The problem of combined vehicle routing and break scheduling comprises three subproblems: clustering of customer requests, routing of vehicles, and break scheduling. In practice, these subproblems are usually solved in the interaction between planners and drivers. We consider the case that the planner performs the clustering and the drivers perform the routing and break scheduling. To analyze this problem, we embed it into the framework of distributed decision making proposed by Schneeweiss (Eur J Oper Res 150(2):237–252, 2003). We investigate two different degrees of anticipation of the drivers’ planning behaviour using computational experiments. The results indicate that in this application a more precise anticipation function results in better objective values for both the planner and the drivers.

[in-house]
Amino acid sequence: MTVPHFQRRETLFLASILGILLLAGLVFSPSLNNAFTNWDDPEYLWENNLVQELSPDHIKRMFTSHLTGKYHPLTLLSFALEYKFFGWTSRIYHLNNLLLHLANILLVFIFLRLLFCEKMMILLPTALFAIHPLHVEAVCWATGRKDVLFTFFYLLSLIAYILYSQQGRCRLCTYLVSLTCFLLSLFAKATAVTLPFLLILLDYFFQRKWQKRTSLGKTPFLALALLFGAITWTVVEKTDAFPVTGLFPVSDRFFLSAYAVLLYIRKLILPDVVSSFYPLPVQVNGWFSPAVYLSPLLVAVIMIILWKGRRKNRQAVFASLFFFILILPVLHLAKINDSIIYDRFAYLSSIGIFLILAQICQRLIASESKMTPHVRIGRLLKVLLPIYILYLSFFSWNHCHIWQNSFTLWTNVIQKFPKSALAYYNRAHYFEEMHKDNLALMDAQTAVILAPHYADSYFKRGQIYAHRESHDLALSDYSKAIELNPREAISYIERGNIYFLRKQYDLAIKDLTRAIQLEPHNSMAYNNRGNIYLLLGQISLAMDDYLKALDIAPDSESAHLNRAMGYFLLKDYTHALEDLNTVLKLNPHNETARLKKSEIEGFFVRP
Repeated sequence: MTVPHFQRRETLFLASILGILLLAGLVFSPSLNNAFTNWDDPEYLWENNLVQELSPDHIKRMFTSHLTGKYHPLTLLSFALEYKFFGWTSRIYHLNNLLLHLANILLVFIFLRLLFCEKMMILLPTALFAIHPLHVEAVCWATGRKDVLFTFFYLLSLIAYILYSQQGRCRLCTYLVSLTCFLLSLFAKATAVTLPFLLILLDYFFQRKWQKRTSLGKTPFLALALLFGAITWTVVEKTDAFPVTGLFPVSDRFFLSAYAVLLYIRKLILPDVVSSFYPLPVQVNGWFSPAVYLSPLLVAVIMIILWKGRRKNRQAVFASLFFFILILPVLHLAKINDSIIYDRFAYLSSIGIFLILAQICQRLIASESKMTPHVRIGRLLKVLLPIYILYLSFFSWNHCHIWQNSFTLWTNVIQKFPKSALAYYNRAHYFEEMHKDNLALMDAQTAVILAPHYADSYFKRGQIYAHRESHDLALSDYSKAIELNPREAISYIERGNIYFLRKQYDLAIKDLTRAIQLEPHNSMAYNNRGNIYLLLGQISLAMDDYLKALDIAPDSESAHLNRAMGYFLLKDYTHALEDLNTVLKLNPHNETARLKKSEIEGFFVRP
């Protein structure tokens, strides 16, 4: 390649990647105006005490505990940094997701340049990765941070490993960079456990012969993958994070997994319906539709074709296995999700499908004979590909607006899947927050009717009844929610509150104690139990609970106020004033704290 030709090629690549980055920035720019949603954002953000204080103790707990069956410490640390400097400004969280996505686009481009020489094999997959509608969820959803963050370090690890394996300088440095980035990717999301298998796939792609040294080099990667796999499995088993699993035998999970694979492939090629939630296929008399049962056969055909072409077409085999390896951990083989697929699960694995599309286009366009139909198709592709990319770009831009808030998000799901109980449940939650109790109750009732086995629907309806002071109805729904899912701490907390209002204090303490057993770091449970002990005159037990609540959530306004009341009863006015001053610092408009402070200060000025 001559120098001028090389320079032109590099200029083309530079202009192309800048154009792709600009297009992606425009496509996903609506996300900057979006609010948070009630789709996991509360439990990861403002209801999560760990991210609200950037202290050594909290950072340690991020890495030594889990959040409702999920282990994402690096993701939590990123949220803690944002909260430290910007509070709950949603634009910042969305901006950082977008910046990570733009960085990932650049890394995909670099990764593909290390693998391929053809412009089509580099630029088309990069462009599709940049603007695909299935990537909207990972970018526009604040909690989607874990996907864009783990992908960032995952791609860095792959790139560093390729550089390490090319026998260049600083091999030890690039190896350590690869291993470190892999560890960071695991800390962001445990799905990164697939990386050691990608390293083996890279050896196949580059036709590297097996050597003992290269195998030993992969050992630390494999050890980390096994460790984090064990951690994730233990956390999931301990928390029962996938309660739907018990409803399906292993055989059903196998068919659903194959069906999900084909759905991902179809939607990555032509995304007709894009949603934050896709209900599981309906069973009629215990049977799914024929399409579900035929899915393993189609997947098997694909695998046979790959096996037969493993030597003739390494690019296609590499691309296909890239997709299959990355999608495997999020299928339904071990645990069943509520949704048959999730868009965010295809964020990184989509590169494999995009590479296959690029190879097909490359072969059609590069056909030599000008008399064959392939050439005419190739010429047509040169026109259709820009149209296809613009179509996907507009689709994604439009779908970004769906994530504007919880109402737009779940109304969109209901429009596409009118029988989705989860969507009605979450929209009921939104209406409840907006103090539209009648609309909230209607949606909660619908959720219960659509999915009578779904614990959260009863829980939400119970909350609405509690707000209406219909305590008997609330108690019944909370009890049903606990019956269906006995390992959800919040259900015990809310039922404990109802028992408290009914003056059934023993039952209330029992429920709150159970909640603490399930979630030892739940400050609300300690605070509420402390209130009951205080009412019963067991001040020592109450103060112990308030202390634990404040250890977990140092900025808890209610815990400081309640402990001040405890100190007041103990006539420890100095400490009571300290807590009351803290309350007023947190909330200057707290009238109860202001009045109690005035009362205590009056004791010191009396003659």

|Conference||Second International Conference on Dynamics in Logistics, LDIC 2009|
|Period||1/08/09 → 1/08/09|